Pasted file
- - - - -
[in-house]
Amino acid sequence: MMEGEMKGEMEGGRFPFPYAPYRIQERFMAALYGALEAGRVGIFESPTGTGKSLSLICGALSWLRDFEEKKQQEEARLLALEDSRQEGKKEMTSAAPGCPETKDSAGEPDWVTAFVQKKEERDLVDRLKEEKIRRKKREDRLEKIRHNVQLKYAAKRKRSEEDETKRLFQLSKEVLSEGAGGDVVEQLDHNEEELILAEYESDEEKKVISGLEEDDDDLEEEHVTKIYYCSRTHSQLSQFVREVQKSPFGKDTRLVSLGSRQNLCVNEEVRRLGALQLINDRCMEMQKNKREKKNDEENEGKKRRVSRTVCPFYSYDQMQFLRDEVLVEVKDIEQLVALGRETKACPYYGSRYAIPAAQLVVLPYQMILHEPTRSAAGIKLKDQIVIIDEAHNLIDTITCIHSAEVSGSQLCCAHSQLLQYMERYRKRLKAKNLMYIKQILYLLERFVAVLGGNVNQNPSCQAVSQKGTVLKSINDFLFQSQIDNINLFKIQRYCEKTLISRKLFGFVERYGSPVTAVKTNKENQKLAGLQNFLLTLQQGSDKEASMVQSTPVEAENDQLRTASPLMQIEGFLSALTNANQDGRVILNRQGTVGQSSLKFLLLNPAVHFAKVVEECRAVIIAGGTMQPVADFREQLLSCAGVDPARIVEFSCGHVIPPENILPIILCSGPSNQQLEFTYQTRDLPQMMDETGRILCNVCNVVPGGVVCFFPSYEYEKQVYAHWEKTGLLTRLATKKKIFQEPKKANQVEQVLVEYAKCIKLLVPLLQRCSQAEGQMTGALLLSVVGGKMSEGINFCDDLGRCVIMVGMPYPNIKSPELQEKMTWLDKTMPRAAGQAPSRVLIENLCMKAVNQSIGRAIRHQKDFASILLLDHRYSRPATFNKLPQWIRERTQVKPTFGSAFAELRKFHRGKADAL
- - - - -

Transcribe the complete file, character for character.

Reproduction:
[in-house]
Amino acid sequence: MMEGEMKGEMEGGRFPFPYAPYRIQERFMAALYGALEAGRVGIFESPTGTGKSLSLICGALSWLRDFEEKKQQEEARLLALEDSRQEGKKEMTSAAPGCPETKDSAGEPDWVTAFVQKKEERDLVDRLKEEKIRRKKREDRLEKIRHNVQLKYAAKRKRSEEDETKRLFQLSKEVLSEGAGGDVVEQLDHNEEELILAEYESDEEKKVISGLEEDDDDLEEEHVTKIYYCSRTHSQLSQFVREVQKSPFGKDTRLVSLGSRQNLCVNEEVRRLGALQLINDRCMEMQKNKREKKNDEENEGKKRRVSRTVCPFYSYDQMQFLRDEVLVEVKDIEQLVALGRETKACPYYGSRYAIPAAQLVVLPYQMILHEPTRSAAGIKLKDQIVIIDEAHNLIDTITCIHSAEVSGSQLCCAHSQLLQYMERYRKRLKAKNLMYIKQILYLLERFVAVLGGNVNQNPSCQAVSQKGTVLKSINDFLFQSQIDNINLFKIQRYCEKTLISRKLFGFVERYGSPVTAVKTNKENQKLAGLQNFLLTLQQGSDKEASMVQSTPVEAENDQLRTASPLMQIEGFLSALTNANQDGRVILNRQGTVGQSSLKFLLLNPAVHFAKVVEECRAVIIAGGTMQPVADFREQLLSCAGVDPARIVEFSCGHVIPPENILPIILCSGPSNQQLEFTYQTRDLPQMMDETGRILCNVCNVVPGGVVCFFPSYEYEKQVYAHWEKTGLLTRLATKKKIFQEPKKANQVEQVLVEYAKCIKLLVPLLQRCSQAEGQMTGALLLSVVGGKMSEGINFCDDLGRCVIMVGMPYPNIKSPELQEKMTWLDKTMPRAAGQAPSRVLIENLCMKAVNQSIGRAIRHQKDFASILLLDHRYSRPATFNKLPQWIRERTQVKPTFGSAFAELRKFHRGKADAL